SWIMMIMG POOL SAFETY RULES

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When you fly over Jackson, Ridgeland, The City of Madison, Flowood, or any of the surrounding cities you get a good idea how many homeowners have a swimming pool. Frankly, it amazes me the number of backyard pools. Spring is upon us and soon children will be out of school and either headed toward their backyard pools or to local public or private pools. Hopefully everyone knows some of the basic swimming safety rules, but if not take a minute to look over this list.

First and foremost all children need to be taught to swim as early as possible. The first swimming lesson that kids are given is what to do if they accidentally fall into a pool or other body of water. Generally that means “get to the side and grab on.” My son started swimming late. He was about 4 years old. We waited longer than we should have but since he has some learning problems, we felt teaching him earlier was not practicable. Our decision to send our son to classes came because we decided to put in pool. I went with my son to the lessons and it was interesting to watch a child learn to swim. Honestly, it was a little painful, but then things that are good for kids in the long run can sometime be painful.

Once your child learns to swim he/she needs to be taught other basic safety rules like: Do not push other people in the pool. Stay away from the edge or don’t try to reach for objects in the pool. Stay away from the water valve at the bottom of the pool. Kids that have reached the right maturity can understand these issues but young kids will not. With the younger kids the American Academy of Pediatrics recommends you never leave small children alone, even for just a minute while you run and get something in the house. Children can drown in just a matter of minutes. It is suggested that you stay within touch distance for any child under 5 years of age.

If you put in a backyard pool then your insurance company is going to require you to put a fence around the pool. In legal language a pool is called an attractive nuisance. A pool is one of those things that draws children like the sound of the ice cream truck. The fence should be at least 4 feet tall and go around all four sides with a secure lock above the reach of the children. It is also smart or a safe approach to have a pool alarm. When we put in our pool we of course had a 6 foot high fence. We had a pool alarm and several shepherd’s hooks at each end of the pool along with floating rings for tossing to swimmers. We were still concerned about our child so we installed locks on all of the doors going out of our home. The locks were high enough so our child could not reach them and we had a note by each one that read: Is the Door Locked?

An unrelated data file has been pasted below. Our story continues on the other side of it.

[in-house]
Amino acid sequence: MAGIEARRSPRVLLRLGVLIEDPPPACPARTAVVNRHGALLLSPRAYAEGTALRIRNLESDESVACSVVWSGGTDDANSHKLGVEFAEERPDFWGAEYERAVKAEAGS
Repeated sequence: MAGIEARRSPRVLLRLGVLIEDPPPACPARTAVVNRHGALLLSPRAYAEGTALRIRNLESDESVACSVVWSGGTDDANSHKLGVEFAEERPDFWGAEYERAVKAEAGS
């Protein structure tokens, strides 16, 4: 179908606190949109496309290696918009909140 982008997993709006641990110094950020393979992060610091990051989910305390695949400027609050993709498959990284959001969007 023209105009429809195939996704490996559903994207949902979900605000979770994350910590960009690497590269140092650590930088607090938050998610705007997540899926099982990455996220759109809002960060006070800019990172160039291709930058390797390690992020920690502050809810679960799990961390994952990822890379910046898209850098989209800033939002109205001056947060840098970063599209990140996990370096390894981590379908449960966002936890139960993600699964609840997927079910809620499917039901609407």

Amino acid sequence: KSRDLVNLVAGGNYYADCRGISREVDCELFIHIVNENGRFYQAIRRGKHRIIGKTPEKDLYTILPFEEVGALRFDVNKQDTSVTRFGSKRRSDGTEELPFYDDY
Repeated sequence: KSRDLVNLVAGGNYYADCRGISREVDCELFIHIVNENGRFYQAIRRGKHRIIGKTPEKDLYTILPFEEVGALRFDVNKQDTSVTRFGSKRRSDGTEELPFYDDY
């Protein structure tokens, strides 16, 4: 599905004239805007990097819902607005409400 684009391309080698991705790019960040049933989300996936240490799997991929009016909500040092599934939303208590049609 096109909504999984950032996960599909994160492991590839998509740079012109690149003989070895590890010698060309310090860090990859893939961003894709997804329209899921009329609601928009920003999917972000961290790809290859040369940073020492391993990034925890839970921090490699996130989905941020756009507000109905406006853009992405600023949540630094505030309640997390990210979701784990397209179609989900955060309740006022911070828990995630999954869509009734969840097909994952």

This kept us on our toes and made sure the backdoors to the pool were always secure.

I mentioned this earlier but the suctions on pools can be very dangerous. I just read a case where a 6 year old child drown when he swam down to the drain and the force of the drain held him down. The sitter had run in the house to get a towel and left the kid in the care of another person who, guess what? Could not swim! It broke my heart to read about the dad running out of the house and diving into the pool to rescue his child, but it was too late. There is currently a safety device you can put on pools that will cut off the suction in something gets in the drain. This is a good idea.

There are other safety rules a person can observe. I think these are the major ones talked about most of the time. In my mind carefully watching any child who uses your pool is the best safety device that can exist. If your child goes to another location to swim, make sure these safety rules are observed. Remember as parents it is our job to watch out for the safety of our kids-they just don’t think that much about safety when they are trying to have fun.

Merrida Coxwell has practiced law for over 30 years. During those years he has focused his practice on serious, accident and injury cases, criminal defense, and financial fraud. Merrida has obtained judgements and settlements for clients that total over $300 million dollars.

Disclaimer: This blog is intended as general information purposes only, and is not a substitute for legal advice. Anyone with a legal problem should consult a lawyer immediately.

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